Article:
Translators of the Month
is the first in a monthly series of interviews with French-English translators
of professional distinction. In order to offer readers a “double- feature”, we
begin the series with the choice of two shining stars in the translating
firmament, Cindy Hazelton of
Cindy and Marianne both have degrees in Law and are experienced translators. In addition, they are partners in “TransConnect Translations" - http://www.tctranslation.com
At the end of the interview there is a link to Cindy’s and Marianne’s CVs.
The questions that follow are put to them by your intrepid blogger, Jonathan Goldberg (himself a professional translator).
J. How did you two meet?
C: I was the project manager on a translation job for the U.N. We were translating a court ruling into French for the Khmer Rouge trial. While searching for EN>FR translators, a colleague recommended Marianne. I realized then how great she was to work with.
M: I had heard of Cindy from other colleagues and was delighted when she contacted me. After making it through such a project, I knew we could work together.
J. You live on opposite sides of the
C & M: Yes.
After exchanging emails for a year, we agreed to meet at the ATA Conference in
J. Why did you decide to form a partnership?
C &M: After talking in NYC, we realized that we shared the same passion for law and the French language, had parallel educational backgrounds and a common work ethic. We also have the same sense of humor, which is very important in a career that can be stressful at times!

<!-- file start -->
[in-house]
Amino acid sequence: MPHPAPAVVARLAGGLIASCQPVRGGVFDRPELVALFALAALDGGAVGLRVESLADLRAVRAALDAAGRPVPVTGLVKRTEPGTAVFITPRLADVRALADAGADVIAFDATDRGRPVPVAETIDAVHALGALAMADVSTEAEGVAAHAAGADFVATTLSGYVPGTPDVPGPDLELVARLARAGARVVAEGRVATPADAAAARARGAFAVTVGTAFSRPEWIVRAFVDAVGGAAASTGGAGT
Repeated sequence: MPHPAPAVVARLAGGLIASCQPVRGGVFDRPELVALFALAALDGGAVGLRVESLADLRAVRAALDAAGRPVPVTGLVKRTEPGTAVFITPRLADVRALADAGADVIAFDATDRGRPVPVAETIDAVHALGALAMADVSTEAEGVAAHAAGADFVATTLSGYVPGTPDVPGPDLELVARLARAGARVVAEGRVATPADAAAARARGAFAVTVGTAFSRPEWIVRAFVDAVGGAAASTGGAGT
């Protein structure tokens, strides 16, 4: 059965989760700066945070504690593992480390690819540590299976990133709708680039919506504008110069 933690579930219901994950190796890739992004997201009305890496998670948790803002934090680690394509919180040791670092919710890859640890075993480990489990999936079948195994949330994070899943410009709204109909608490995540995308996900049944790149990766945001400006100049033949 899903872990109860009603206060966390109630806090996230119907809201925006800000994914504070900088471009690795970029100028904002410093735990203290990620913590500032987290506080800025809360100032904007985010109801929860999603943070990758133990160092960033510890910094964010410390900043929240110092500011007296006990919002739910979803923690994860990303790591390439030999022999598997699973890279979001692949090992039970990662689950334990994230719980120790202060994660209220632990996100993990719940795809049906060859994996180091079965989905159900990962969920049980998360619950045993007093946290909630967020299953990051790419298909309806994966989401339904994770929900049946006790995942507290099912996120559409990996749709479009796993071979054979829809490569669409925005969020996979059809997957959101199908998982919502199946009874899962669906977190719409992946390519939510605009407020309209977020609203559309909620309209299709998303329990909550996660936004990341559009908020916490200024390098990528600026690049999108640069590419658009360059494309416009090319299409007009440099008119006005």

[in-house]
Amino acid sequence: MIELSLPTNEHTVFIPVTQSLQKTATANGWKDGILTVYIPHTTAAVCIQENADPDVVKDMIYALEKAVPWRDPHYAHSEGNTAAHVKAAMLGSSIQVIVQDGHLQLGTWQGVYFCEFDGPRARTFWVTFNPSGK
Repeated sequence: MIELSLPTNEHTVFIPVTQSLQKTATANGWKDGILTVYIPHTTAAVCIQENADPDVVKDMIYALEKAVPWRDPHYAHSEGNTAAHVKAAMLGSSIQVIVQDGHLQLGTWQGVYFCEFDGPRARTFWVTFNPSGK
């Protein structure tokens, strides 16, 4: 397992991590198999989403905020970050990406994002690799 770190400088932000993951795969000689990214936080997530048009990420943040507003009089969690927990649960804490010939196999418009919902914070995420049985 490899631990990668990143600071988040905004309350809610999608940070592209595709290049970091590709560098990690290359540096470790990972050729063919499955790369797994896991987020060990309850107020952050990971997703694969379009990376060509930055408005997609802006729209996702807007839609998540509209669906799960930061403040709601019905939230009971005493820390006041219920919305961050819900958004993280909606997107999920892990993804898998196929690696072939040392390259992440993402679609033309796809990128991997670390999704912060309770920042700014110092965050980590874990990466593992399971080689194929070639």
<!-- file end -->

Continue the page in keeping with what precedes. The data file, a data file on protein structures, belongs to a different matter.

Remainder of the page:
J. What is the goal of your partnership?
C: We find direct clients needing French/English legal or commercial translations. We share our lists of current clients and contacts, as well as our marketing costs.
M: We would like to become a reference for high quality legal translation projects. And hopefully inspire other colleagues to collaborate with each other. Working as a team is such a perk in our industry.
J. How will you handle each job?
C &M: We refer clients to each other for the appropriate language combination. After the translation is finished, we edit each other's work. Our fee includes the cost of the translation, editing and post-revision changes.
J. Why do you prefer to work as translators rather than attorneys?
C: I worked in law firms during summer vacations from my teaching job. I couldn't see myself sitting at a desk doing that type of work for the rest of my life. I enjoy legal translation because it combines my two loves, the French language and the law. I also appreciate the variety that each job brings.
M: I was attracted to the practice of the Law in some of its aspects that are not always placed under the spotlight or given their due attention, but that are vital for winning a case. One such aspect is translation, which I consider to be a critical component of international litigation. It was this niche of the Law that appealed to me.
J. Is the difference in time zones a problem?
M: On the contrary!
It's our strength. As we say on our website, we cover all
C: And when I sign off in the evening, Marianne works for several more hours. With our Blackberries, we're always available to each other. We're respectful of each other's time zone, but also very flexible when necessary.
J. Do you travel to
C: Absolutely. That's one of the perks of this job!
M: Yes, once a year.
But we also have many clients within the
J. Do you do any other types of translation?
C: Yes, I've translated a book about Creole literature. I’ve also translated television commercials and marketing materials for holistic pet food. Contrary to general opinion, translation is not boring. I can't imagine a more interesting job.
M: Yes, absolutely!
Among many other projects, I have translated a non-fiction book about the case
of a man wrongly executed in
J. Where do you see yourselves 5 years from now?
C & M: We see ourselves having steady
work from direct clients in France and the